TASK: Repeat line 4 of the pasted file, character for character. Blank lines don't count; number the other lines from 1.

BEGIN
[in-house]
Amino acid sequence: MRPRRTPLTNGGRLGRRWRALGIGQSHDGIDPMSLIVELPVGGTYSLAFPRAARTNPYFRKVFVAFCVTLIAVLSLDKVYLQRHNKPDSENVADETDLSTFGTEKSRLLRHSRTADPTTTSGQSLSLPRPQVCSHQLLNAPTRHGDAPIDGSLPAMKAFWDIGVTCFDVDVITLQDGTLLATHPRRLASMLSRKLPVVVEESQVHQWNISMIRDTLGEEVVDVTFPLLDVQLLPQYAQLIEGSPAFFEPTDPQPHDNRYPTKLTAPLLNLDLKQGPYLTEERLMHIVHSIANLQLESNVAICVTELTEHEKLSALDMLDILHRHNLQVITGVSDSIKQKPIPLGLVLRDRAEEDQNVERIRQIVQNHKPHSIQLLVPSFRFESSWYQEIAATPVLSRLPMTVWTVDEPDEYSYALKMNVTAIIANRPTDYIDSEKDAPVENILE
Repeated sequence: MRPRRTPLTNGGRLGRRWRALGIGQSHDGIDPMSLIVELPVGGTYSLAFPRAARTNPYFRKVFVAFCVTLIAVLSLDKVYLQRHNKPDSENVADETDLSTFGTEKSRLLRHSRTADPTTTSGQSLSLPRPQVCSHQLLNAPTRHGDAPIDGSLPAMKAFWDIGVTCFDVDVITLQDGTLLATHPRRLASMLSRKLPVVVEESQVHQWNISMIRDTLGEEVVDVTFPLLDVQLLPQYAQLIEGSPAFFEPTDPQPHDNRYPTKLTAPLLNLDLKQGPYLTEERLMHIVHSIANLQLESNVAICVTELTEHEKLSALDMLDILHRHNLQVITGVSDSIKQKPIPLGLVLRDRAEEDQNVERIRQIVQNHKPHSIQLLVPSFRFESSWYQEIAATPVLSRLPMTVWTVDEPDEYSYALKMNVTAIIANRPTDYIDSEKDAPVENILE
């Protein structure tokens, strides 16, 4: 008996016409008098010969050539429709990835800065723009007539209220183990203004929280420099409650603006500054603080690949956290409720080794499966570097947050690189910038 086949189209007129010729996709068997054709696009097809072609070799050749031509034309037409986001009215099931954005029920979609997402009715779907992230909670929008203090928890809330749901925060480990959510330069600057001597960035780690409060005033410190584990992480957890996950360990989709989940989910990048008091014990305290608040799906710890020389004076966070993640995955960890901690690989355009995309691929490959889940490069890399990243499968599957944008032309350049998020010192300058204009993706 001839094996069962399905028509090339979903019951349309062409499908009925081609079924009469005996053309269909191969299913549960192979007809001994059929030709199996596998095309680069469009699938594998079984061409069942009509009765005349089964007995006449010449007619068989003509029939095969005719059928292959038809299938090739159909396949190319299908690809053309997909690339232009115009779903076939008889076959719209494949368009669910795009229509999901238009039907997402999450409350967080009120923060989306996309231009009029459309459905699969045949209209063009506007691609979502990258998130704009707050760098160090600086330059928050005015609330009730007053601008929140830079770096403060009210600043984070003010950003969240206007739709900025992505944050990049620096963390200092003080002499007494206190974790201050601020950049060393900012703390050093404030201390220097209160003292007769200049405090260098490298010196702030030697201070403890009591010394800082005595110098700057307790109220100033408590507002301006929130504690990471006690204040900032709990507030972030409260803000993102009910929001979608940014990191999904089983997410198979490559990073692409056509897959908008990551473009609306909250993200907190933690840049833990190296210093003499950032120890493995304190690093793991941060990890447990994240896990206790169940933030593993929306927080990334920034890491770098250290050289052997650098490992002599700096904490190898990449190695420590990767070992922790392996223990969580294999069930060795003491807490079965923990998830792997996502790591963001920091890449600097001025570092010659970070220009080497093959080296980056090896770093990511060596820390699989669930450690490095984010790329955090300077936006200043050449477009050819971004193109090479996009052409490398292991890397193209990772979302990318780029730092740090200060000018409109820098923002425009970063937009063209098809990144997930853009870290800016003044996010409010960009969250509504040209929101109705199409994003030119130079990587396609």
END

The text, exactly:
């Protein structure tokens, strides 16, 4: 008996016409008098010969050539429709990835800065723009007539209220183990203004929280420099409650603006500054603080690949956290409720080794499966570097947050690189910038 086949189209007129010729996709068997054709696009097809072609070799050749031509034309037409986001009215099931954005029920979609997402009715779907992230909670929008203090928890809330749901925060480990959510330069600057001597960035780690409060005033410190584990992480957890996950360990989709989940989910990048008091014990305290608040799906710890020389004076966070993640995955960890901690690989355009995309691929490959889940490069890399990243499968599957944008032309350049998020010192300058204009993706 001839094996069962399905028509090339979903019951349309062409499908009925081609079924009469005996053309269909191969299913549960192979007809001994059929030709199996596998095309680069469009699938594998079984061409069942009509009765005349089964007995006449010449007619068989003509029939095969005719059928292959038809299938090739159909396949190319299908690809053309997909690339232009115009779903076939008889076959719209494949368009669910795009229509999901238009039907997402999450409350967080009120923060989306996309231009009029459309459905699969045949209209063009506007691609979502990258998130704009707050760098160090600086330059928050005015609330009730007053601008929140830079770096403060009210600043984070003010950003969240206007739709900025992505944050990049620096963390200092003080002499007494206190974790201050601020950049060393900012703390050093404030201390220097209160003292007769200049405090260098490298010196702030030697201070403890009591010394800082005595110098700057307790109220100033408590507002301006929130504690990471006690204040900032709990507030972030409260803000993102009910929001979608940014990191999904089983997410198979490559990073692409056509897959908008990551473009609306909250993200907190933690840049833990190296210093003499950032120890493995304190690093793991941060990890447990994240896990206790169940933030593993929306927080990334920034890491770098250290050289052997650098490992002599700096904490190898990449190695420590990767070992922790392996223990969580294999069930060795003491807490079965923990998830792997996502790591963001920091890449600097001025570092010659970070220009080497093959080296980056090896770093990511060596820390699989669930450690490095984010790329955090300077936006200043050449477009050819971004193109090479996009052409490398292991890397193209990772979302990318780029730092740090200060000018409109820098923002425009970063937009063209098809990144997930853009870290800016003044996010409010960009969250509504040209929101109705199409994003030119130079990587396609």